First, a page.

Invasive Primary Colonic Aspergillosis in the Immunocompetent Host without Classical Risk Factors.

Cha SA, Kim MH, Lim TS, Kim HH, Chang KY, Park HS, Kim HW, Wie SH, Jin DC - Yonsei Med. J. (2015)

Periodic acid-Schiff (A) and Grocott's methenamine silver (B) stains (original magnification ×400) of resected colon specimen show septated fungal hyphae with acute angle branching, morphologically consistent with aspergillus species.
© Copyright Policy - open-access
Related In: Results  -  Collection

License
Show All Figures
getmorefigures.php?uid=PMC4541682&req=5

Figure 3: Periodic acid-Schiff (A) and Grocott's methenamine silver (B) stains (original magnification ×400) of resected colon specimen show septated fungal hyphae with acute angle branching, morphologically consistent with aspergillus species.
Mentions: An emergency laparotomy was performed. Necrotic intestines were observed from the distal ascending colon to the proximal transverse colon. Necrotic portions were resected and the Periodic Acid Schiff and Grocott's methenamine silver staining of the resected specimen showed septated fungal hyphae with acute angle branching, suggesting aspergillus species (Fig. 3). The patient was finally diagnosed with colonic IA. Intravenous liposomal amphotericin-B (3 mg/kg/day) was additionally administered for 35 days. He was discharged with oral voriconazole to treat his reported remaining, abdominal discomfort and mildly elevated CRP levels. Voriconazole was discontinued at a follow-up visit to the outpatient department 2 weeks after discharge when his abdominal discomfort had relieved and CRP levels normalized.

Bottom Line: IA commonly occurs in the respiratory tract with isolated reports of aspergillosis infection in the nasal sinuses, central nervous system, skin, liver, and urinary tract.We describe a very rare case of IA involving the lower GI tract in the patient without classical risk factors that presented as multiple colon perforations and was successfully treated by surgery and antifungal treatment.We also review related literature and discuss the characteristics and risk factors of IA in the immunocompetent hosts without classical risk factors.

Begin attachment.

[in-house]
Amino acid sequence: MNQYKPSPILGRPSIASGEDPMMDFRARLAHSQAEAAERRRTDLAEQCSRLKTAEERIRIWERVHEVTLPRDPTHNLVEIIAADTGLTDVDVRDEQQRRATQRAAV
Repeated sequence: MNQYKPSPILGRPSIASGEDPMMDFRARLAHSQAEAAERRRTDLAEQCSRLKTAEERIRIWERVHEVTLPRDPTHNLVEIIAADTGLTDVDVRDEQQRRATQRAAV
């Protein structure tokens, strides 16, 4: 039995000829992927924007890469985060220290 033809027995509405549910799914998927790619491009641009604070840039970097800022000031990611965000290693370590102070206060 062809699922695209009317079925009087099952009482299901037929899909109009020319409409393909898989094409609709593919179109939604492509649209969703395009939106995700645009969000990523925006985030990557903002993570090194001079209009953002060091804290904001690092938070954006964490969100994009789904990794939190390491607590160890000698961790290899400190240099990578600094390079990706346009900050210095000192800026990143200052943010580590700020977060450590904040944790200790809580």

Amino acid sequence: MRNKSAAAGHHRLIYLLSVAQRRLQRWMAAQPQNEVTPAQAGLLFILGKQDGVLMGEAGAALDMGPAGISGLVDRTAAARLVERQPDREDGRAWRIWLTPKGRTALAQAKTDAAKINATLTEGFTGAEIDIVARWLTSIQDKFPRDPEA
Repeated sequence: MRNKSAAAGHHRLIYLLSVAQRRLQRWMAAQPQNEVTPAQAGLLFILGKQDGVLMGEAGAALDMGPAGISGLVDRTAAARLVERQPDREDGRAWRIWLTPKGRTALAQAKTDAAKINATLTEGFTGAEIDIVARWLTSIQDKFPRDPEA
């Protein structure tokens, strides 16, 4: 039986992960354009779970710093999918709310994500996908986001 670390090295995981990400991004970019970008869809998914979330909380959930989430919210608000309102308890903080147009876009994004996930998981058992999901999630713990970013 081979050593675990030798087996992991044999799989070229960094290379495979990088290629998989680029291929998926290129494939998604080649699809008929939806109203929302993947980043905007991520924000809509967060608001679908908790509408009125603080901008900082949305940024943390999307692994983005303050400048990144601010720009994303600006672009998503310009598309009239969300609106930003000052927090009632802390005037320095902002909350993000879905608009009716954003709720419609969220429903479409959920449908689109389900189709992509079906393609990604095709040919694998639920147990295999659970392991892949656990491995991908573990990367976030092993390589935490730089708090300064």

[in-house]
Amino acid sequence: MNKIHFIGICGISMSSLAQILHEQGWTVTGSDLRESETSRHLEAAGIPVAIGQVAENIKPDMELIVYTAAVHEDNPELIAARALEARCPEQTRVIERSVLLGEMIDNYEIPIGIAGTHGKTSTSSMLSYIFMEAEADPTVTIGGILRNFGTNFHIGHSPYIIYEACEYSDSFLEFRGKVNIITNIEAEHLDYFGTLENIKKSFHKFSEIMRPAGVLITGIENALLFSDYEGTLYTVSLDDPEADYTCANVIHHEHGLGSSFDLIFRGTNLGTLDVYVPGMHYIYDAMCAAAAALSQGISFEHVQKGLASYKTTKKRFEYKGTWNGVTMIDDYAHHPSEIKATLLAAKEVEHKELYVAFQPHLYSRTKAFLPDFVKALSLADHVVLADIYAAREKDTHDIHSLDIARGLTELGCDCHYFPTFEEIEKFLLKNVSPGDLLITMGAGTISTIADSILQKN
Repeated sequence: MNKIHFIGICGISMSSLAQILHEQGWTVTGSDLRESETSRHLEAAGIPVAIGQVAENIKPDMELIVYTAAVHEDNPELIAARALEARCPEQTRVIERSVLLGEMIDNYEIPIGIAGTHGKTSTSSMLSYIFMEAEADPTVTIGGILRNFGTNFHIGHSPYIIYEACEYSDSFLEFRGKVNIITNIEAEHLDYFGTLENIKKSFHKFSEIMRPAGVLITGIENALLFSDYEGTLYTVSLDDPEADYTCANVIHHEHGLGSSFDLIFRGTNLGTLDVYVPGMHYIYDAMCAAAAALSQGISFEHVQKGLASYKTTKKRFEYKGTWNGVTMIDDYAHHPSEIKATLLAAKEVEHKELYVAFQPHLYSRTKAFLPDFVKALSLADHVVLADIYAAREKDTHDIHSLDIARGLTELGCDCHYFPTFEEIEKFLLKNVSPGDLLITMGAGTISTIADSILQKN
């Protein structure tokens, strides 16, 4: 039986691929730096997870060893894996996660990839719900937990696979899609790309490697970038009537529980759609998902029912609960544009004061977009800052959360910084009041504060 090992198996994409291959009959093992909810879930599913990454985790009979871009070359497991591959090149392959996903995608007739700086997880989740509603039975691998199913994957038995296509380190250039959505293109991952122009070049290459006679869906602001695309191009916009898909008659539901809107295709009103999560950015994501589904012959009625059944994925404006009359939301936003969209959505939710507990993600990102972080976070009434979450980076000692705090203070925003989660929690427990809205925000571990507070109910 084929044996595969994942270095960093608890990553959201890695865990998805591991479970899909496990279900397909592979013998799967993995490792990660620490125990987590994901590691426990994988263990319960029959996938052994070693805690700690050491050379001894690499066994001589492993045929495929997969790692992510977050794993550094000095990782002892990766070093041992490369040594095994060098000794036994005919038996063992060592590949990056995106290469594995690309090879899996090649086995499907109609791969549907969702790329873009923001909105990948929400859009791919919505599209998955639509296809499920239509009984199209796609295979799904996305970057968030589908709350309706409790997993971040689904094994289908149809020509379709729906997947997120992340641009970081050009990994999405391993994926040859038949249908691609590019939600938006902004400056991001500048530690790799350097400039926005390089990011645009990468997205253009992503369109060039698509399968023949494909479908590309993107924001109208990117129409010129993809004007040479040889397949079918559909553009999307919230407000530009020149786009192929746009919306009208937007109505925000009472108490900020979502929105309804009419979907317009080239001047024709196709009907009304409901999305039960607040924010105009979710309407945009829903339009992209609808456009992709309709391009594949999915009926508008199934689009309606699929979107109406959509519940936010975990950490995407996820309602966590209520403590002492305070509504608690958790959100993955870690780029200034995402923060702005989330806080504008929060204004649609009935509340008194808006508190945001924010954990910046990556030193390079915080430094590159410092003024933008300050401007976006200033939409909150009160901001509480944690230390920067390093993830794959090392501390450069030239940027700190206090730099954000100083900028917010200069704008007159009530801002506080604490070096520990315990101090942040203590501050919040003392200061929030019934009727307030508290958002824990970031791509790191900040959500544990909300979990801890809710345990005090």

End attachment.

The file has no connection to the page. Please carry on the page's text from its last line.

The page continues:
View Article: PubMed Central - PubMed

Affiliation: Department of Internal Medicine, School of Medicine, The Catholic University of Korea, St. Vincent's Hospital, Suwon, Korea.

ABSTRACT
Invasive aspergillosis (IA), generally considered an opportunistic infection in immunocompromised hosts, is associated with high morbidity and mortality. IA commonly occurs in the respiratory tract with isolated reports of aspergillosis infection in the nasal sinuses, central nervous system, skin, liver, and urinary tract. Extra-pulmonary aspergillosis is usually observed in disseminated disease. To date, there are a few studies regarding primary and disseminated gastrointestinal (GI) aspergillosis in immunocompromised hosts. Only a few cases of primary GI aspergillosis in non-immunocompromised hosts have been reported; of these, almost all of them involved the upper GI tract. We describe a very rare case of IA involving the lower GI tract in the patient without classical risk factors that presented as multiple colon perforations and was successfully treated by surgery and antifungal treatment. We also review related literature and discuss the characteristics and risk factors of IA in the immunocompetent hosts without classical risk factors. This case that shows IA should be considered in critically ill patients, and that primary lower GI aspergillosis may also occur in the immunocompetent hosts without classical risk factors.

No MeSH data available.


Related in: MedlinePlus